Tuesday, May 19, 2009

T4 - The Exploding Planet



I spent the whole fourth episode of Galaxy Four waiting for the other shoe to drop, waiting for a twist to reveal itself. I mean, I do like the fact that it's the strange looking Rills who are the philanthropists and the "beautiful" Drahvins are the ones looking to ruin it for everyone. But these details are sorted out so relatively early in the story that you'd have to think, for dramatic purposes, that a last minute twist would make things interesting.

But it never happens. To borrow a phrase from the programme's future, the Rills are about as truthful, honest, and boring as they come. Once this is established, The Doctor and his friends set about helping the Rills fix their space ship, and the increasingly powerless Drahvins never get close to sabotaging their efforts. It reminds me of the film Star Trek: Nemesis (and you know that if I'm using that as a comparison, it can't be good) in that the main antagonist of the piece gets progressively weaker as the story goes along. Will our enemy manage to be victorious over our heroes? Or will our heroes simply out wait our enemies as they get weaker and eventually win the day?

So, in conclusion, not the best way to end a producer's tenure, as this was Verity Lambert's last story as producer of Doctor Who. (At least it was supposed to be if Louis Marks could have written FOUR good episodes of Planet of Giants. More about that in the next entry). It was certainly an interesting era that probably started off better than it ended. There were also some surprisingly adult themes and scenes that occurred in the show during Lambert's run that would never be touched on again in the show's history.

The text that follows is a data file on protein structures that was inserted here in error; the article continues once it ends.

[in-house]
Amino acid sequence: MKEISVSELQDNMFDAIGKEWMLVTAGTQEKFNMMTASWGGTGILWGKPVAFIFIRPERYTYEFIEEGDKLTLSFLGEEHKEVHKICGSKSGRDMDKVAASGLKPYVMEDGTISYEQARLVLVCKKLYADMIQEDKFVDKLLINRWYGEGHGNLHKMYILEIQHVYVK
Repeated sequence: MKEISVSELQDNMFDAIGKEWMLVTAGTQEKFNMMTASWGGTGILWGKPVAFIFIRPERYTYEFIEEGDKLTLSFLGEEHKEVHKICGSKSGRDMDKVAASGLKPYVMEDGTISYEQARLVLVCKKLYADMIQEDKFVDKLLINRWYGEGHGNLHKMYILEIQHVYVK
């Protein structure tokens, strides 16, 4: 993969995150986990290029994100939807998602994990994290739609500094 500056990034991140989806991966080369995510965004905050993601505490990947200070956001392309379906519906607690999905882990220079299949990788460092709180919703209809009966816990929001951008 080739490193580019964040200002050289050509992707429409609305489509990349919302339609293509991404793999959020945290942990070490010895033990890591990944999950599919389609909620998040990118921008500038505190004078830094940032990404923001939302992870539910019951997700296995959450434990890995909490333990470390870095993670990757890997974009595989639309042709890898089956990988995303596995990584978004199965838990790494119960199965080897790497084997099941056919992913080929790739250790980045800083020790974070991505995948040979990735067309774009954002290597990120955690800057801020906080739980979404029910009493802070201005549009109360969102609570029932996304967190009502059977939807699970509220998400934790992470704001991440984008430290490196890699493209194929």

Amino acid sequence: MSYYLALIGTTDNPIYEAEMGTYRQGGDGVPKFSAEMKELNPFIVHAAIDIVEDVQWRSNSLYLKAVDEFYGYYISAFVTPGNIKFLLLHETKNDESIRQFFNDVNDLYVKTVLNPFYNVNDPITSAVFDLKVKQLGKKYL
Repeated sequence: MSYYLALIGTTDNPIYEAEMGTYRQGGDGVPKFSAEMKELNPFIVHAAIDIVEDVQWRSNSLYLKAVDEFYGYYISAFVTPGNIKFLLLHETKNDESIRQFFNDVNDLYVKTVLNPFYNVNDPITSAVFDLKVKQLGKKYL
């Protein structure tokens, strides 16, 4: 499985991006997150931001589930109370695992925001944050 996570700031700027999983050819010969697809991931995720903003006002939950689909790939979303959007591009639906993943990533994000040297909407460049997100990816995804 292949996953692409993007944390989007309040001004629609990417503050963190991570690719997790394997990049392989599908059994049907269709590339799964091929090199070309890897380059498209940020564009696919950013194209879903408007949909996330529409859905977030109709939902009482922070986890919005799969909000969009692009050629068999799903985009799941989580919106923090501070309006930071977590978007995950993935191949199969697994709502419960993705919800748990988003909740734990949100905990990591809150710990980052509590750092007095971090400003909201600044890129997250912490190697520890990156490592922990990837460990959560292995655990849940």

Lambert's era was also a time of great stability behind the scenes, whereas the two years to follow would be rife with change...

2 comments:

osirun said...

It's very easy to look at a 60's story and think of it as hailing from some prehistoric time when the art of writing a script had not yet been perfected... but I'm still sure that Galaxy Four was a bit shoddy. You have a potentially great premise of "who do we trust, beauty or the Beast?", but as you point out the Drahvins are obviously up to no good from the minute they open their mouths. If anyone had cared enough it could have been quite a tense story of misplaced trust in appearances, but no, quality control is completely absent and instead of ostensibly lovely Drahvins slowly revealing themselves to be sinister, we get a complete non-plot padded out by lots of fooling around. This must have looked so good on paper, why did no one bother to make it work?

osirun said...

Having said that, "The Exploding Planet" is a truly awesome name for an episode, no?

Post a Comment